Food is being generously donated by Falling Sky and Oakshire has donated beverages for the event.  Don't be shy, come meet people working on these issues, and help stand up for wolves in Oregon!
(Washington wolf pup photo by Conservation Northwest)

Wolf Tracks

Willamette Week by Aaron Mesh
May 27, 2015
Nick Cady is thrilled to see the return of gray wolves to Oregon’s Cascade Range. He celebrated when the wolf dubbed OR-7 was spotted south of Crater Lake in 2011, more than 60 years after hunters wiped out the species from the state.
But even as wolves return to Oregon’s southwestern mountains, Cady fears the U.S. Forest Service will authorize logging and road building that could cut off the wolves’ range.
“Federal agencies are supposed to lay out how projects will impact species,” Cady says. “What we’ve seen with wolves is they say, ‘Oh, it won’t impact them at all.’ I don’t think that is true.”
This spring, Cady’s environmental nonprofit, Cascadia Wildlands, filed a Freedom of Information Act request seeking all Forest Service plans for protecting wolves while selling off timber and building roads in Oregon and Washington’s national forests. Two months later, the agency hasn’t given him a single document.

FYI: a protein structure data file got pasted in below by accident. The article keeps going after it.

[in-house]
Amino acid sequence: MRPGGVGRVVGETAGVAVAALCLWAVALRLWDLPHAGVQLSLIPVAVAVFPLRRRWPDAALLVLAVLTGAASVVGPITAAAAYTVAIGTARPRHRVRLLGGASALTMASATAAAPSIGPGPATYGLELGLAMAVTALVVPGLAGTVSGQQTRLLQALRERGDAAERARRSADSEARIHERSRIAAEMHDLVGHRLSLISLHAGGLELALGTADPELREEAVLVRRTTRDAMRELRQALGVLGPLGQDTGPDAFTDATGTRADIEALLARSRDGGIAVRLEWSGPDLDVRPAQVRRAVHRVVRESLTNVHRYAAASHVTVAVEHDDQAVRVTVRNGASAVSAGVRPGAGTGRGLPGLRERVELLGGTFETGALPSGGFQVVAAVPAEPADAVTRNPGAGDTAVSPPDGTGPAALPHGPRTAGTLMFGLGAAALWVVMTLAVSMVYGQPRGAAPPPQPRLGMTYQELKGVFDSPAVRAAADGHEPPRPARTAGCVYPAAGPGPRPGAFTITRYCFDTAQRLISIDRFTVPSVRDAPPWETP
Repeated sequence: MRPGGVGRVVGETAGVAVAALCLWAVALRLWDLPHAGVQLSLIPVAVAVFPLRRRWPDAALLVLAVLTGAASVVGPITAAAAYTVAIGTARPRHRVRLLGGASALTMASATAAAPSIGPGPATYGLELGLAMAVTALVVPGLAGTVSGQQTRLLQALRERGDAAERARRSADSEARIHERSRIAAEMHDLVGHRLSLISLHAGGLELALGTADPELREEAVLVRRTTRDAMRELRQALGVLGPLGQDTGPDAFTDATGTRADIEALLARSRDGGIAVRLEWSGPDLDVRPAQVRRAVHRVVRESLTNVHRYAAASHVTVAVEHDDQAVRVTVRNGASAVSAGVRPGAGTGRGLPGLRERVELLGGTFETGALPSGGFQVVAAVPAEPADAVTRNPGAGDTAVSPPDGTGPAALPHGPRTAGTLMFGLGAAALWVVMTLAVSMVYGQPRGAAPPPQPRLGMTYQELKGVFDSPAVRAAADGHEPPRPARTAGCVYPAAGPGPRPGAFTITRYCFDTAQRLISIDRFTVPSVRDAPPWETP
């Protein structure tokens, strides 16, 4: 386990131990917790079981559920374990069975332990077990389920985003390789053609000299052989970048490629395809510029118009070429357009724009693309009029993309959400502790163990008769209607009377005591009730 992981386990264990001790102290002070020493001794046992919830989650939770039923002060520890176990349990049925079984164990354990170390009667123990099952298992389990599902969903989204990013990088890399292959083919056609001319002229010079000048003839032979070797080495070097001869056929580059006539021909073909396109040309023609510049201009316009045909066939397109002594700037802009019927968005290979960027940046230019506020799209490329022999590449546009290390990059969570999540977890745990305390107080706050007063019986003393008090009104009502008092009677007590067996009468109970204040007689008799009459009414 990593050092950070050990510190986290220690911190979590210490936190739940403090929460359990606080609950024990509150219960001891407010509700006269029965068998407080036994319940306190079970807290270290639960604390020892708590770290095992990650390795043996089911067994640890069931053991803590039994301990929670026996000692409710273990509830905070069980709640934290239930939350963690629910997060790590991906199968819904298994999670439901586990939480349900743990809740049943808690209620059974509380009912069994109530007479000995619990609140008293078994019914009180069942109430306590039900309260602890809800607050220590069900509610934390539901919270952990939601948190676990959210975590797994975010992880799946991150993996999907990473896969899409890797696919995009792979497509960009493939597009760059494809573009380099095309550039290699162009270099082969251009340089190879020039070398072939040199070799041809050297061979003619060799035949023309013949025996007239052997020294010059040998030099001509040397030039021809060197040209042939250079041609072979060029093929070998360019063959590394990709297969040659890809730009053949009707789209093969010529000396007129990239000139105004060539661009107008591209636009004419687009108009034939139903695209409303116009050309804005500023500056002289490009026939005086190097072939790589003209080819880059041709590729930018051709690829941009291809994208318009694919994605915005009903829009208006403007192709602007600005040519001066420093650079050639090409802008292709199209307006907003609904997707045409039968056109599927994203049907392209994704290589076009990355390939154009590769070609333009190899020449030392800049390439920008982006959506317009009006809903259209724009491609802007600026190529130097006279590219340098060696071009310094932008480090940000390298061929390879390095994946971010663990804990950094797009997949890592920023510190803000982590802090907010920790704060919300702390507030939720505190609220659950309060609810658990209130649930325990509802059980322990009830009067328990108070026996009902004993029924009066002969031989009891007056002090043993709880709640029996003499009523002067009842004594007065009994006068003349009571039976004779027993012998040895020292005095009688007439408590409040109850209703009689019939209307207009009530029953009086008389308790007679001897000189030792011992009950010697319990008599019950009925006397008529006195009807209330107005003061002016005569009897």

So Cady’s group has gone to court, suing the Forest Service in U.S. District Court on May 20 for its failure to respond to Cascadia Wildlands’ records request.
Lawsuits accusing government agencies of violating the FOIA have become a reliable tool for environmental groups trying to watchdog public officials.
Cascadia Wildlands’ suit is the 10th lawsuit filed in U.S. District Court for Oregon in the past decade by an environmental group seeking to force the release of public records. It’s the second in less than a month. On April 29, the Northwest Environmental Defense Center in Portland sued to see water-quality records from the Columbia Generating Station in Hanford, Wash.